In 1984, the then President H. M. Ershad upgraded the status of Moulvibazar in administrative hierarchy from 'sub-division' to a 'district'.


A tea estate in Sreemangal

The main exports of Moulvibazar are bamboo, tea, pineapple, cane, jackfruit, oranges, agar, rubber, mangoes and lemons. Ninety-one of Bangladesh's 153 tea gardens are located in Moulvibazar. The area is also home to the three largest tea gardens (size and production wise) in the world. Pineapples from the Sreemangal area are famous for their flavour and natural sweetness. Sreemongal is known as the 'tea capital of Bangladesh' due to the high frequency of tea plantations found there.


The district of Moulvibazar consists 2967 mosques, 613 temples, 56 churches and 22 Buddhist temples.[citation needed]


The main transport systems used in the city are Cycle rickshaws, auto rickshaws (mainly known as baby-taxis or CNGs), buses, mini-buses and cars. There are about 10,000 rickshaws running each day. Bus service prices have increased as of 2008, up to 30% higher, prices ranges from Tk4 to 25.95.[7] The Kulaura Railway Station, Sreemangal Railway Station is the main railway station providing trains on national routes operated by the state-run Bangladesh Railway. Also Bhanugach Railway Station, Tilagaon, Vatera, Rashidpur Station is used by local peoples.

Places of interest

A sculpture of a girl plucking tea leaves from tea garden. The sculpture is located at Moulvibazar District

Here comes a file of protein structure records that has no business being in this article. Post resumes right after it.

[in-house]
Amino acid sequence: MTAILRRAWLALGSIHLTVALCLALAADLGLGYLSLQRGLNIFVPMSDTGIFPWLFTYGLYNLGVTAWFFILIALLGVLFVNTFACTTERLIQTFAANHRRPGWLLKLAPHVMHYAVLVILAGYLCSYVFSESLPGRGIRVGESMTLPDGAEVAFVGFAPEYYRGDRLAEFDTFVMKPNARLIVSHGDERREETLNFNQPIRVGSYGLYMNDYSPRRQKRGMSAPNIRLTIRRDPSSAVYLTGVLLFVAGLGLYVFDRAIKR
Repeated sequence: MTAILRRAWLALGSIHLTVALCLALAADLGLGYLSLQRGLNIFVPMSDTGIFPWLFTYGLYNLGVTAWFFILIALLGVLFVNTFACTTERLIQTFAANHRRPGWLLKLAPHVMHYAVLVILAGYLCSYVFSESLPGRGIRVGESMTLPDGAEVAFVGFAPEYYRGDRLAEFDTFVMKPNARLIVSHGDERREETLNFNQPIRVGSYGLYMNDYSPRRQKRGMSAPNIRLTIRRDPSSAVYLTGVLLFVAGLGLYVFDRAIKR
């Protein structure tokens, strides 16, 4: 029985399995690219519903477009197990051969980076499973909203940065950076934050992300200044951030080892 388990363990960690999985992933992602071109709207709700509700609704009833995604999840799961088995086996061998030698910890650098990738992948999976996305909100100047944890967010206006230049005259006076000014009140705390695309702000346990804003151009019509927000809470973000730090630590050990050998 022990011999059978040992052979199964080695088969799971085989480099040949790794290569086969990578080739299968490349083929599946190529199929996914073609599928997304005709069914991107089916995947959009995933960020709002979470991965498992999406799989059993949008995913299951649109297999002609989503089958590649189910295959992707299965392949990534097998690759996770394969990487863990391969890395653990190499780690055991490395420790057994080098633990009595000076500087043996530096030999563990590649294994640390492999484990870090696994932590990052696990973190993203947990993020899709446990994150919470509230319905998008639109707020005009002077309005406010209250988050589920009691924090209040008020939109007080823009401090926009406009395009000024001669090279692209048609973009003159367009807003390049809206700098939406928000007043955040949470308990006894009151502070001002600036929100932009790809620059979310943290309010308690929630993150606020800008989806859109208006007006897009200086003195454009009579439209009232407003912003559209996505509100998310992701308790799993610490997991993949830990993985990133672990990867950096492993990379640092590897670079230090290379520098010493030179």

The shrine of Shah Mustafa, a companion of Shah Jalal, the man who brought Islam into what was then India, is here. It is also home to many tea plantations. Moulvibazar town now has a shopping mall and several Indian, Chinese and American eateries. Madhabkunda waterfall at Barlekha and 'Ham Ham waterfall' at Kamalgonj are among the enchanting places of the district. Hakaluki Haor, 'Hail Haor' Madhobpur Lake', 'Bilashchhara Lake', 'Lawachara National Park' in Kamalganj Upazila are other places of interest in the district.

Notable people

See also


  1. ^ Shah Abdul Wadud (2012). "Maulvibazar District". In Sirajul Islam and Ahmed A. Jamal. Banglapedia: National Encyclopedia of Bangladesh (Second ed.). Asiatic Society of Bangladesh.
  2. ^ "List of Institutes in Moulavibazar District". Government of the People's Republic of Bangladesh, Directorate General of Health Services. Retrieved 27 Aug 2013.
  3. ^ "Estimates of Aman Rice, 2012-2013" (PDF). Bangladesh Bureau of Statistics Agriculture Wing. Archived from the original (PDF) on 2013-11-13. Retrieved 27 Aug 2013.
  4. ^ ইসলামী বিশ্বকোষ [ISLAMI BISHWAKOSH: The Encyclopedia of Islam in Bengali, 21st Volume] (in Bengali). Dhaka, Bangladesh: Islamic Foundation, Bangladesh. September 1996. pp. 448–452. Archived from the original on 11 February 2016.
  5. ^ "Introduction". January 2016. Retrieved 4 September 2016.
  6. ^ "Aajker Taza Khobor". Londoni. 23 February 2016. Retrieved 21 February 2018.
  7. ^ Sylhet city bus services hike fares on whim Archived 2009-06-15 at the Wayback Machine. New Age Metro. 4 November 2008. Retrieved on 25 May 2009.
  • Moulvibajar Jilar Itihas o Oitisyo, Rabbani Choudhury, Agami Prokashon, 2000
  • Kazi Mahmudur Rahman, Faculty (Mentors' education Moulvibazar branch)